Draft Data Communications Bill: Interview with Jim Killock

Left Central’s John Curran 

Image © utnapistimC

The following interview was conducted with Jim Killock Executive Director of Open Rights Group in which he outlines the approach his pressure group are taking in resisting Home Office proposals to introduce a draft data communications bill aka snooper’s charter.

  • If you could highlight the most important features of your campaign what would they be?

Open Rights Group’s campaign is primarily about public engagement – in order to show that the draft Data Communications Bill is an unpopular and highly intrusive breach of UK citizen’s human rights. What we have learnt by talking to Parliamentarians is that many people across the political spectrum share our views and object to these proposals and are concerned about this intrusion into our civil liberties. The big push for this legislation is coming from the narrow confines of the Home Office. We have to counter the information coming from this direction and educate both the politicians and public that the Home Office is wrong.

  • So the Home Office are exclusively responsible for this draft proposal?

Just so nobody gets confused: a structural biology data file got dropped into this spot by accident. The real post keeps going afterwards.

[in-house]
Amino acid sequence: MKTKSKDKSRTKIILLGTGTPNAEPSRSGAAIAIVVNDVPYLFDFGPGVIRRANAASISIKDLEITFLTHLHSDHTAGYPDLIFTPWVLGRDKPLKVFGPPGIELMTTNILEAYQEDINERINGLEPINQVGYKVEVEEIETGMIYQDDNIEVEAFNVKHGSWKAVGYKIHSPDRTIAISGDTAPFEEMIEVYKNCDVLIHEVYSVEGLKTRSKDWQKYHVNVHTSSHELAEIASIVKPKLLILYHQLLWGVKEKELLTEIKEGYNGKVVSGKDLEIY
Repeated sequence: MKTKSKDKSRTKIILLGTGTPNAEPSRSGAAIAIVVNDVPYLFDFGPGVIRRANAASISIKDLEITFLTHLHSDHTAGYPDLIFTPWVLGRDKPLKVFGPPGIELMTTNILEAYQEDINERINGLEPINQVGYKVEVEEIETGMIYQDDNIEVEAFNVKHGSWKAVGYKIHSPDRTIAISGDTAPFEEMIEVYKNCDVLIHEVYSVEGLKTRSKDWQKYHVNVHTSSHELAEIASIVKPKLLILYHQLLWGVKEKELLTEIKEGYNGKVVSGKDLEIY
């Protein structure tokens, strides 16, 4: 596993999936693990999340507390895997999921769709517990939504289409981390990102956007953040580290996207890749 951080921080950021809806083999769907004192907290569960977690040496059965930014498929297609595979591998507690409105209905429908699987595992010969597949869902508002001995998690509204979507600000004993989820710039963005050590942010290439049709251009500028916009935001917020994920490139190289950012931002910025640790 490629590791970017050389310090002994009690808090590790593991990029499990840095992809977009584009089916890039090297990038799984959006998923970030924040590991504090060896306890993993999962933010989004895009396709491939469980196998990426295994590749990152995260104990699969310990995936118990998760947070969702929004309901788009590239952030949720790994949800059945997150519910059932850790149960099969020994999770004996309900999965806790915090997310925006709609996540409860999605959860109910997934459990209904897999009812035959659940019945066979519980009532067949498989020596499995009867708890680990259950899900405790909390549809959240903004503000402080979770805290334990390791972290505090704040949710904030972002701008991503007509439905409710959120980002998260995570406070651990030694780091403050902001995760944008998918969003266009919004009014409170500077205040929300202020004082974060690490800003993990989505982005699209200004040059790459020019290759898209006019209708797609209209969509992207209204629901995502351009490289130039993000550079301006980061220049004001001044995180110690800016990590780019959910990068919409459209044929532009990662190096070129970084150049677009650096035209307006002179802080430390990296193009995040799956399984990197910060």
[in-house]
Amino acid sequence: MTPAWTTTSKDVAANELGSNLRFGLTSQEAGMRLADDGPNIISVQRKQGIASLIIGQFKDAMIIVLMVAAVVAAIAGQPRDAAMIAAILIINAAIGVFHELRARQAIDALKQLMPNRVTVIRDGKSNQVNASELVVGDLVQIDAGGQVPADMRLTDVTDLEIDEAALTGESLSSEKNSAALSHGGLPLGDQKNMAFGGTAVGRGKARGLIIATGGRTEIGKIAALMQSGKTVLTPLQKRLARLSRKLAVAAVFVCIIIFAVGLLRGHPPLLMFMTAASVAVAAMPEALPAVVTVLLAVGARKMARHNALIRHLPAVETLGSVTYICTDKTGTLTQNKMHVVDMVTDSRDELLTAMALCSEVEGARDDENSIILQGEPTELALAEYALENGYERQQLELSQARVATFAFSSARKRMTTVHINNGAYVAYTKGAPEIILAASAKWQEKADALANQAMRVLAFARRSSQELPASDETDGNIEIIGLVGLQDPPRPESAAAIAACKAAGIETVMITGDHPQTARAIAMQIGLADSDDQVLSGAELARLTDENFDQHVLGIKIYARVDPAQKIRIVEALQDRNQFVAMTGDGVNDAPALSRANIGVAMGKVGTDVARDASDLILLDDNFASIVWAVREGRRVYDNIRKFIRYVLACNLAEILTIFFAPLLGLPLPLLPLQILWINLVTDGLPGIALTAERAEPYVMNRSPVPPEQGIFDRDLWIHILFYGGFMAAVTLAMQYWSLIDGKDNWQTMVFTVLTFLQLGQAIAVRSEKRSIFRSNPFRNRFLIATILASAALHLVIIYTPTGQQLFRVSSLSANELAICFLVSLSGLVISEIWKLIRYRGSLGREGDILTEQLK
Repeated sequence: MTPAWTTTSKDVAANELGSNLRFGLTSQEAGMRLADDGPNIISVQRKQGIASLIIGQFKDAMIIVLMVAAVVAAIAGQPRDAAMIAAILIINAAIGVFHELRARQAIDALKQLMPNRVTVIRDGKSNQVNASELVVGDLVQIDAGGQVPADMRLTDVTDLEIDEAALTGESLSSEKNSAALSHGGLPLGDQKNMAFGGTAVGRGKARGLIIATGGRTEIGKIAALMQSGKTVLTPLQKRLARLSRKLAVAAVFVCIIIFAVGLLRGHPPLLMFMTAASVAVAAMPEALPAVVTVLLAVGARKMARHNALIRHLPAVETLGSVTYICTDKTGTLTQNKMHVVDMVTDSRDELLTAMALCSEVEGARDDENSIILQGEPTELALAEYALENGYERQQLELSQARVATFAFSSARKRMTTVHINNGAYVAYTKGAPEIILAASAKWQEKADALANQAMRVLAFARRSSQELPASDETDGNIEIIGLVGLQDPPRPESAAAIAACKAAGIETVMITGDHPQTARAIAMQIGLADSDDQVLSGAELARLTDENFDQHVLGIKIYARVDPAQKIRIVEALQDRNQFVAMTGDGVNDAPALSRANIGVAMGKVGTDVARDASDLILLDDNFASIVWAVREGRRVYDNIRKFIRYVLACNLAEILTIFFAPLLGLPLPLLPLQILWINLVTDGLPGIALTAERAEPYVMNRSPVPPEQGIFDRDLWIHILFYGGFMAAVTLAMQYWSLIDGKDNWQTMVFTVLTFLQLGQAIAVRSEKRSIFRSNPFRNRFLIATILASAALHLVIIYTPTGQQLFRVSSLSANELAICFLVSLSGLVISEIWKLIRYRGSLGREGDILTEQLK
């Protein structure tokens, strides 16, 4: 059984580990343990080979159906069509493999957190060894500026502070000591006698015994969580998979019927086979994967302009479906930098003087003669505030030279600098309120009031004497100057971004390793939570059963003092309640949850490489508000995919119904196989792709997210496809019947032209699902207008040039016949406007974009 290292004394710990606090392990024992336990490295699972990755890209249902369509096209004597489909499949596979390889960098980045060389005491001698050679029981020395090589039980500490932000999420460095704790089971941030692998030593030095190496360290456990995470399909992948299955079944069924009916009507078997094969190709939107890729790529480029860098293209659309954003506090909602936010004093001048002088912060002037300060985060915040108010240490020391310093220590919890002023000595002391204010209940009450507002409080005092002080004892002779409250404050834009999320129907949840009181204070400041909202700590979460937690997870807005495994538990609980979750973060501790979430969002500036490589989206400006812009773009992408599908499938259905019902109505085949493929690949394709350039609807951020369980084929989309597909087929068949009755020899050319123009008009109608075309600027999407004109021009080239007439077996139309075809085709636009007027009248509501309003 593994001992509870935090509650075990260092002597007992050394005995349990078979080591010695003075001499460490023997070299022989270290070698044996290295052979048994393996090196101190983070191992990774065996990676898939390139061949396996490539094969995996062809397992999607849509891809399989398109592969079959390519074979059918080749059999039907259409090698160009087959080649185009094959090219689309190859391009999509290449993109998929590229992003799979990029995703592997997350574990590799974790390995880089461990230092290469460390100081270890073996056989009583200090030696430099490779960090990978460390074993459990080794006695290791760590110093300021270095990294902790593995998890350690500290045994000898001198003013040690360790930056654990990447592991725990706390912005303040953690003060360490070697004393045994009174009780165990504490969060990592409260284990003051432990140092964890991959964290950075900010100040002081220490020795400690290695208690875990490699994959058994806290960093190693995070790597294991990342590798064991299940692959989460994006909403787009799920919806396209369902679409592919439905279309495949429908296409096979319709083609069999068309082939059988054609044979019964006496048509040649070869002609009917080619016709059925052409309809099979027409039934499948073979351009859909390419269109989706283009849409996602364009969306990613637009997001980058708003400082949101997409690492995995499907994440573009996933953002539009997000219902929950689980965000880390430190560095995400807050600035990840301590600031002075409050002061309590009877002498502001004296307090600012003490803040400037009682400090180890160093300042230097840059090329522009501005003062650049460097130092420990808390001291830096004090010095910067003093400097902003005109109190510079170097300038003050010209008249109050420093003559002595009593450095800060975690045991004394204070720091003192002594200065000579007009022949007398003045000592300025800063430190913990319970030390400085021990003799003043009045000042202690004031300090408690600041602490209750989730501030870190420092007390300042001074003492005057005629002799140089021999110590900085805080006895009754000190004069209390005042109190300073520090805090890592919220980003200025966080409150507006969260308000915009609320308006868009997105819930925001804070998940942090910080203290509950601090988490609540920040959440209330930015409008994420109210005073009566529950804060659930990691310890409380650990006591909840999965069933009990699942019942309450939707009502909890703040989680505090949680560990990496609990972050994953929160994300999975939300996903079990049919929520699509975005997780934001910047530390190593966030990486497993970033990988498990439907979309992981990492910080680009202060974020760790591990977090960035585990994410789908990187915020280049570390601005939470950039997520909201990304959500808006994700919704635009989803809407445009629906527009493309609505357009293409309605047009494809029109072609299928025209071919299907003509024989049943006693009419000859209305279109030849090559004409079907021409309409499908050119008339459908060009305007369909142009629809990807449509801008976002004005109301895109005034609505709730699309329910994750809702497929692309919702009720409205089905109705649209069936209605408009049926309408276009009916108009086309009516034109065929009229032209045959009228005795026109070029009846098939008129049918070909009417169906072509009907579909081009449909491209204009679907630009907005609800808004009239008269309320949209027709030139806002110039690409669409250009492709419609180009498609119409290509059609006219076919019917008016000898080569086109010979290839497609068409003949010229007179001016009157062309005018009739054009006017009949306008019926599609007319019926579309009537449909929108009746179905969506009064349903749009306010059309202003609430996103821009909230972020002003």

The Home Office claims their ability to get hold of data is declining and that they are struggling to keep up. That is how the issue is portrayed, although such a view is in reality difficult to sustain. The trouble is, certain sections of government want to find more out more and more about its citizens. This can cascade into a very significant intrusion and breach UK citizens civil liberties.

Online data is a honey pot for the Home Office and for the Police. They see the draft measure as an opportunity to get hold of more information and the criminal justice angle is a convenient prop for government to hang on to. It is easy to claim that crime can only be solved in this way when they want to sell this type of legislation to the public.

  • The draft Communications Data Bill seems unstoppable what can be done to halt this legislation?